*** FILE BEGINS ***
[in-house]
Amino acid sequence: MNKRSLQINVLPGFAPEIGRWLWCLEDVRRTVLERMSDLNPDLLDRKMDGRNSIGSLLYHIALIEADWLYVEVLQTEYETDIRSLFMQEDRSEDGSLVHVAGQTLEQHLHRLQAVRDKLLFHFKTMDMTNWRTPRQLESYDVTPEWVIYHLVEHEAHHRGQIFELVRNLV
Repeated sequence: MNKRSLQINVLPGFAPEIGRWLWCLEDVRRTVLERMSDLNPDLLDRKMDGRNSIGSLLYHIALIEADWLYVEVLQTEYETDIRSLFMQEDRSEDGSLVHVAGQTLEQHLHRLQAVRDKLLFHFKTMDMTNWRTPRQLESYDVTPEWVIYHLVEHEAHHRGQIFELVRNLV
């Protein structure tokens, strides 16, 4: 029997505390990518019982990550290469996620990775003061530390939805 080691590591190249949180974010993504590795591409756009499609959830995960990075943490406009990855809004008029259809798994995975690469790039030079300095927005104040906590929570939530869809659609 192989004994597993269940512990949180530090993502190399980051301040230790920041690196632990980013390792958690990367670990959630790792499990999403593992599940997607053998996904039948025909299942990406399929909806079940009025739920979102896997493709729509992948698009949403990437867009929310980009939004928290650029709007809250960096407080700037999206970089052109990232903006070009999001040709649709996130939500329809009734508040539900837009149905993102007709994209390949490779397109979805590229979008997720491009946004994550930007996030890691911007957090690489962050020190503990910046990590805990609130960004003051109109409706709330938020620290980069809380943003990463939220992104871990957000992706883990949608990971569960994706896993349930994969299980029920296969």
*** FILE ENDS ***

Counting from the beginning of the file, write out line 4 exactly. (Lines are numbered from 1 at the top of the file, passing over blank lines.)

């Protein structure tokens, strides 16, 4: 029997505390990518019982990550290469996620990775003061530390939805 080691590591190249949180974010993504590795591409756009499609959830995960990075943490406009990855809004008029259809798994995975690469790039030079300095927005104040906590929570939530869809659609 192989004994597993269940512990949180530090993502190399980051301040230790920041690196632990980013390792958690990367670990959630790792499990999403593992599940997607053998996904039948025909299942990406399929909806079940009025739920979102896997493709729509992948698009949403990437867009929310980009939004928290650029709007809250960096407080700037999206970089052109990232903006070009999001040709649709996130939500329809009734508040539900837009149905993102007709994209390949490779397109979805590229979008997720491009946004994550930007996030890691911007957090690489962050020190503990910046990590805990609130960004003051109109409706709330938020620290980069809380943003990463939220992104871990957000992706883990949608990971569960994706896993349930994969299980029920296969």